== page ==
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Can I lose my SSDI benefits?

If you are applying for Social Security Disability Insurance (SSDI) or you have been receiving benefits for years you may have wondered if you need to be concerned about losing your SSDI benefits. This is a real concern because failure to understand the SSDI process could put your SSDI benefits in jeopardy. With this in mind there are several ways you could lose your SSDI benefits.

 1.    You return to work performing substantial gainful activity.

Unfortunately, the SSDI does not offer any type of partial disability benefits and returning to work and making too much money or working too many hours can jeopardize your SSDI benefits. Does this mean you cannot work at all? No, but understanding what the SSA considers work is critical. Too many workers return to work without first consulting with the SSA.

Basically, if you to earn $720 (gross earnings) in a month you will trigger a “trial work month.” The claimant can have trial work months but they are limited to nine months within a rolling 60-month period. If you work and use up your trial work months you have an additional 36 months of work eligibility, as long as your earnings are not “substantial.” That is defined as income over $1,010 for the non-blind or $1,680 if you are blind. Claimants who start having substantial earnings or who pass the extended 36 month period will have their SSDI benefits terminated.

2.    You reach your full retirement age.

We get questions everyday on our forum from SSDI recipients who are confused about why they lost their SSDI benefits when they reached their full retirement age. If you reach your full retirement age your SSDI benefits are automatically converted to retirement benefits. You do NOT receive both SSDI and SSA retirement benefits. Questions regarding retirement can be directed to the SSA at 1-800-772-1213.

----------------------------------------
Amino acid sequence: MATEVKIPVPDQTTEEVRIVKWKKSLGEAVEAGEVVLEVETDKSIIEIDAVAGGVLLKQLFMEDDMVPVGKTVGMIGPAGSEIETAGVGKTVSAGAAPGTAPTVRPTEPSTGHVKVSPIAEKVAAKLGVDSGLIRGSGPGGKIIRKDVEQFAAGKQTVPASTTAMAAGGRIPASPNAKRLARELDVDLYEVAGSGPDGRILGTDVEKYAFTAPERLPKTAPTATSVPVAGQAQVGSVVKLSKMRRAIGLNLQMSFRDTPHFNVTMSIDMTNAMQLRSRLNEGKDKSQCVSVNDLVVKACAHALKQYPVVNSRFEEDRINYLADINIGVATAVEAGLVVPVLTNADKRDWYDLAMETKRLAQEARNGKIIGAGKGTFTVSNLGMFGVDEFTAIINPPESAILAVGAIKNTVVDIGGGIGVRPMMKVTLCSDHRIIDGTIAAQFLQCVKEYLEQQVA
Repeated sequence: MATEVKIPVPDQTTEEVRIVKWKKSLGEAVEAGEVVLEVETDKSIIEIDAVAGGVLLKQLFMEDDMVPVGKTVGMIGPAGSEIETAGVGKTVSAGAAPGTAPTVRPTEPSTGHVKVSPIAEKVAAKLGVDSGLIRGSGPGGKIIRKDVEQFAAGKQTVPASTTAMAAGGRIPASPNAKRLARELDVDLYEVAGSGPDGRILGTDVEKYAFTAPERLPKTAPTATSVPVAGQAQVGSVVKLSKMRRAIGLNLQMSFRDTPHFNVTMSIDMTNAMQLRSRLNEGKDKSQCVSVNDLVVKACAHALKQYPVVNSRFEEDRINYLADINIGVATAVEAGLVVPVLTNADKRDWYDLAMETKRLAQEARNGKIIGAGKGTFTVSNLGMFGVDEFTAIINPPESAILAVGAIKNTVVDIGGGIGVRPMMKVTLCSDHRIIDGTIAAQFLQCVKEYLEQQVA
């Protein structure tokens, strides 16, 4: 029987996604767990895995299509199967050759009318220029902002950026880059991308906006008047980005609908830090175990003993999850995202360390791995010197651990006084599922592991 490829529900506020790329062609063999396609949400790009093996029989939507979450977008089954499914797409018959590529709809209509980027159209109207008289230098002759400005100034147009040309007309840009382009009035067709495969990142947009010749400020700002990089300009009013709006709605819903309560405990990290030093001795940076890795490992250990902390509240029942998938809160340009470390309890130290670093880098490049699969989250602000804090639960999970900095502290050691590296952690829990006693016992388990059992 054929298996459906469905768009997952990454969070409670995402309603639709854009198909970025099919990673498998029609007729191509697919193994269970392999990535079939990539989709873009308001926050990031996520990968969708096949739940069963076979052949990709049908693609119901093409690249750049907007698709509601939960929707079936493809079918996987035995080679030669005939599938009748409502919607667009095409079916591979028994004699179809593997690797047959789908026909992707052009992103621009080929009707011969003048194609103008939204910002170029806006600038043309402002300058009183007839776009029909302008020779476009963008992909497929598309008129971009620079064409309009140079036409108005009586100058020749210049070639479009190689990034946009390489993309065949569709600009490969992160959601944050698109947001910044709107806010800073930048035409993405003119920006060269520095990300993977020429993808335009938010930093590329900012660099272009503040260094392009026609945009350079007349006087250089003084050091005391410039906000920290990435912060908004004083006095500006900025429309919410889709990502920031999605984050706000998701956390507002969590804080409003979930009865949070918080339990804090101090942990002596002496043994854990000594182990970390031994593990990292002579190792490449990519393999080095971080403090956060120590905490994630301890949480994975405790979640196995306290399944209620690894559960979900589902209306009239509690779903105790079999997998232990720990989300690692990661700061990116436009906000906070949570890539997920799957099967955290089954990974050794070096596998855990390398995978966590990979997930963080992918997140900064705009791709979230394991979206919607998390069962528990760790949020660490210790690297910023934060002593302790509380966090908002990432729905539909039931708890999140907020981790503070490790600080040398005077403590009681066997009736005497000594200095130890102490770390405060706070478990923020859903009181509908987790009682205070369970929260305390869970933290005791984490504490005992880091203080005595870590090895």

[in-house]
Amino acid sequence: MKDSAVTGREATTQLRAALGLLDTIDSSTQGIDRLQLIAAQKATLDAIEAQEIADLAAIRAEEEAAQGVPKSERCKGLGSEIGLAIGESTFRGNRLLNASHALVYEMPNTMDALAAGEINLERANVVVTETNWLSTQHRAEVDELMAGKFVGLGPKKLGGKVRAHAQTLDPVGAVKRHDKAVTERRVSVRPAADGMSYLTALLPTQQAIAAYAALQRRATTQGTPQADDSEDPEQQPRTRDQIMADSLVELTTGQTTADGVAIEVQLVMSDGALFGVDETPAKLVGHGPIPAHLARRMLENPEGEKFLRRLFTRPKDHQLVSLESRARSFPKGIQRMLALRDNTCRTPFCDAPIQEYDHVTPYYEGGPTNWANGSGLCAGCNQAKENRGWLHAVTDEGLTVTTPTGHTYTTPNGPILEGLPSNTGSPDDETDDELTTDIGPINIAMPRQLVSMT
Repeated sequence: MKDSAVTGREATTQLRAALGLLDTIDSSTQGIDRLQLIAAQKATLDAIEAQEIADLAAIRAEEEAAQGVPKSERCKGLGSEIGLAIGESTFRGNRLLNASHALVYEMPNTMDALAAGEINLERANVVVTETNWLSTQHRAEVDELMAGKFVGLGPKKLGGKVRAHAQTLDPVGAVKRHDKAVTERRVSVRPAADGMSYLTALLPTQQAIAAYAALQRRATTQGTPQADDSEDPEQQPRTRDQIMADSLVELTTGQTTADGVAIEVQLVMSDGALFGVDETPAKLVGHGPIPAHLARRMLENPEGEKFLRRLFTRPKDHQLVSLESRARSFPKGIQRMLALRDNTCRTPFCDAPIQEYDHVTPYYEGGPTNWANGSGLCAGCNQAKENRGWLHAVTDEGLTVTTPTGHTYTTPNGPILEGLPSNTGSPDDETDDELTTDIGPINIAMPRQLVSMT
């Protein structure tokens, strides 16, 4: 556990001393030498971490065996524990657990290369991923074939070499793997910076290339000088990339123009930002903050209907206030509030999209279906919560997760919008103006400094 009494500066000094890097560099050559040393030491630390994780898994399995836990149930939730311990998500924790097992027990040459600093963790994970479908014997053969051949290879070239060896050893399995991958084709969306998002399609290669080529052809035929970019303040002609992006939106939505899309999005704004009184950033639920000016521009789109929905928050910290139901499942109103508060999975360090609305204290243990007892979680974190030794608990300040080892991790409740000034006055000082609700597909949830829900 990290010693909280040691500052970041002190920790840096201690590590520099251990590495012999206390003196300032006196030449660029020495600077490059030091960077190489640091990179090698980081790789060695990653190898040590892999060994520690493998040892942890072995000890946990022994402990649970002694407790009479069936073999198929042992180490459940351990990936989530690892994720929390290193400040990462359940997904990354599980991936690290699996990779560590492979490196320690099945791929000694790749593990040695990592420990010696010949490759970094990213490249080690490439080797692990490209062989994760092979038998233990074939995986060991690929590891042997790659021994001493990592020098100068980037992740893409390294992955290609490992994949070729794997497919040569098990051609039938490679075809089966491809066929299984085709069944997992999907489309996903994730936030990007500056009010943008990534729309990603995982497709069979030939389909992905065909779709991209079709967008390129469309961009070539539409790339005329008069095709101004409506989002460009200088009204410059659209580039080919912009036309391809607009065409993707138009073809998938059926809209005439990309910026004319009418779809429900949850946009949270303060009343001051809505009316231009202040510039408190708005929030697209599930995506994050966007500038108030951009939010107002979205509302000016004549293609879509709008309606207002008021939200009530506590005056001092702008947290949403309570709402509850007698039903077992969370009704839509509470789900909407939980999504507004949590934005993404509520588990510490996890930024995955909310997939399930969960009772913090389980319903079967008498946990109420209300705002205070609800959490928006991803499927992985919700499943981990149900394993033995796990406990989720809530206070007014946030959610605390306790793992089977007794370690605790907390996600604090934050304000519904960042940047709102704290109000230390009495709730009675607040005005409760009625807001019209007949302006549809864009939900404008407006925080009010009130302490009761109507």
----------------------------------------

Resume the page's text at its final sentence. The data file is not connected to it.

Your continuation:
3.    The SSA performs a Continuing Disability Review and determines you are no longer disabled.

Losing your SSDI benefits through a Continuing Disability Review is probably the most confusing issue to an applicant. The Continuing Disability Review can be a bit intimidating, but the most important thing is to continue to get good medical care and maintain updated medical records, respond to all requests for periodic reviews from the SSA and go to any evaluations that they require. Keep in mind, if you do lose your SSDI benefits you have the right to talk to a disability lawyer and submit challenges to the SSA about their decision to terminate your SSDI benefits.

4.    You are sent to prison.

You will continue to receive your SSDI benefits until you have been convicted of a criminal offense and you are in prison for 30 days. This means your SSDI benefits will stop on the 31st day of your incarceration. For example, if you are arrested on March 3, your SSDI benefits would stop on April 2.

So the general rule is that you should expect to receive SSDI benefits until you are able to return to work or you reach your full retirement age. Occasionally, due to a medical improvement in your condition the SSA may determine you are no longer disabled and will terminate your SSDI benefits after a Continuing Disability Review. Otherwise, stay out of prison and you should be fine.



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